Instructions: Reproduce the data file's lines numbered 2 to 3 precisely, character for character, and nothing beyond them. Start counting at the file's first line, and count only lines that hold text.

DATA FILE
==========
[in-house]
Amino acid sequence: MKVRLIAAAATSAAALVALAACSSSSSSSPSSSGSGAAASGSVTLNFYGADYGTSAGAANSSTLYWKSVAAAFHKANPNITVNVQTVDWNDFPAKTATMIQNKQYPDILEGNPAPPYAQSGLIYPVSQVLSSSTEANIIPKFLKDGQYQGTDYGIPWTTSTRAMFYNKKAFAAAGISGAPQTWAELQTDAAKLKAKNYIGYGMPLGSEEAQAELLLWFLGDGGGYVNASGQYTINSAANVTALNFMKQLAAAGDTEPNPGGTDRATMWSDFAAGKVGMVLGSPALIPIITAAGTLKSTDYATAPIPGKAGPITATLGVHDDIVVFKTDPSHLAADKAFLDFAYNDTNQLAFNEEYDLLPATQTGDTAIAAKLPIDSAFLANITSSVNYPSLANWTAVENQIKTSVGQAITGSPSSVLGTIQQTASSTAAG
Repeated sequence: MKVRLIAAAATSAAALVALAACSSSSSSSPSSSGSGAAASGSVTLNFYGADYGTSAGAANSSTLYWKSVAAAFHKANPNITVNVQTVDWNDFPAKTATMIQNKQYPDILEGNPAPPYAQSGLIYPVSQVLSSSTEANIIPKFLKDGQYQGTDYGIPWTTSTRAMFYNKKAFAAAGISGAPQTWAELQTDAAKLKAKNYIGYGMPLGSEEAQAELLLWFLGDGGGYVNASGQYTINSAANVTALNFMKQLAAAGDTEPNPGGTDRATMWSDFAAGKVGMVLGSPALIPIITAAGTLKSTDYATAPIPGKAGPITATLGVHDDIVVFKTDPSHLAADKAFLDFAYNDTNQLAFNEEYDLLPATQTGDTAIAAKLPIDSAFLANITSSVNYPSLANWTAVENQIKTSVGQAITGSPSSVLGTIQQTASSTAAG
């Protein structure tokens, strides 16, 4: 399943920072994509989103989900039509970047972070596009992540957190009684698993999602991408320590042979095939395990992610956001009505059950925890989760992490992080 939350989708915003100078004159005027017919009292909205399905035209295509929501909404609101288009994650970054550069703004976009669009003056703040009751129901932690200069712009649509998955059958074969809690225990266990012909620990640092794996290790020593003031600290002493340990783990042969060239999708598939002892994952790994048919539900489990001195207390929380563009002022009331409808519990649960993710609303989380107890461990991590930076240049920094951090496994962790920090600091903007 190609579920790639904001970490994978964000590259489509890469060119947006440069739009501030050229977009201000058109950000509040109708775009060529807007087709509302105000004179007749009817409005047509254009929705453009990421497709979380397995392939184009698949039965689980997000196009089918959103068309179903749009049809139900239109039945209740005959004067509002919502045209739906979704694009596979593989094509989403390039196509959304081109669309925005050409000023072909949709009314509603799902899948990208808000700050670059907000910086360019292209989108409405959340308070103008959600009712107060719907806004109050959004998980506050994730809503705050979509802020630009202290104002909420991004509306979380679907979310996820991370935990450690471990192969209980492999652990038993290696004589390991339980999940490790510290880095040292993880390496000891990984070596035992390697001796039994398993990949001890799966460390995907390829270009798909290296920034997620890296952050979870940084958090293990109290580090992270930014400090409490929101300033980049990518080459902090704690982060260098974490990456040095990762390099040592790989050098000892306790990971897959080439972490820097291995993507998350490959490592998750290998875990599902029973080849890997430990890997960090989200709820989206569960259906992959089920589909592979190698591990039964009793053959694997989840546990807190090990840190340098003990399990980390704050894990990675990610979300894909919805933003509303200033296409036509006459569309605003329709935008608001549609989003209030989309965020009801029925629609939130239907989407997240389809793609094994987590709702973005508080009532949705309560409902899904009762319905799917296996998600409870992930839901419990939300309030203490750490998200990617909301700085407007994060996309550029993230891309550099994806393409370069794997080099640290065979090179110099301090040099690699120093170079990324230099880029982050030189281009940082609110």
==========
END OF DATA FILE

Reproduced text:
Amino acid sequence: MKVRLIAAAATSAAALVALAACSSSSSSSPSSSGSGAAASGSVTLNFYGADYGTSAGAANSSTLYWKSVAAAFHKANPNITVNVQTVDWNDFPAKTATMIQNKQYPDILEGNPAPPYAQSGLIYPVSQVLSSSTEANIIPKFLKDGQYQGTDYGIPWTTSTRAMFYNKKAFAAAGISGAPQTWAELQTDAAKLKAKNYIGYGMPLGSEEAQAELLLWFLGDGGGYVNASGQYTINSAANVTALNFMKQLAAAGDTEPNPGGTDRATMWSDFAAGKVGMVLGSPALIPIITAAGTLKSTDYATAPIPGKAGPITATLGVHDDIVVFKTDPSHLAADKAFLDFAYNDTNQLAFNEEYDLLPATQTGDTAIAAKLPIDSAFLANITSSVNYPSLANWTAVENQIKTSVGQAITGSPSSVLGTIQQTASSTAAG
Repeated sequence: MKVRLIAAAATSAAALVALAACSSSSSSSPSSSGSGAAASGSVTLNFYGADYGTSAGAANSSTLYWKSVAAAFHKANPNITVNVQTVDWNDFPAKTATMIQNKQYPDILEGNPAPPYAQSGLIYPVSQVLSSSTEANIIPKFLKDGQYQGTDYGIPWTTSTRAMFYNKKAFAAAGISGAPQTWAELQTDAAKLKAKNYIGYGMPLGSEEAQAELLLWFLGDGGGYVNASGQYTINSAANVTALNFMKQLAAAGDTEPNPGGTDRATMWSDFAAGKVGMVLGSPALIPIITAAGTLKSTDYATAPIPGKAGPITATLGVHDDIVVFKTDPSHLAADKAFLDFAYNDTNQLAFNEEYDLLPATQTGDTAIAAKLPIDSAFLANITSSVNYPSLANWTAVENQIKTSVGQAITGSPSSVLGTIQQTASSTAAG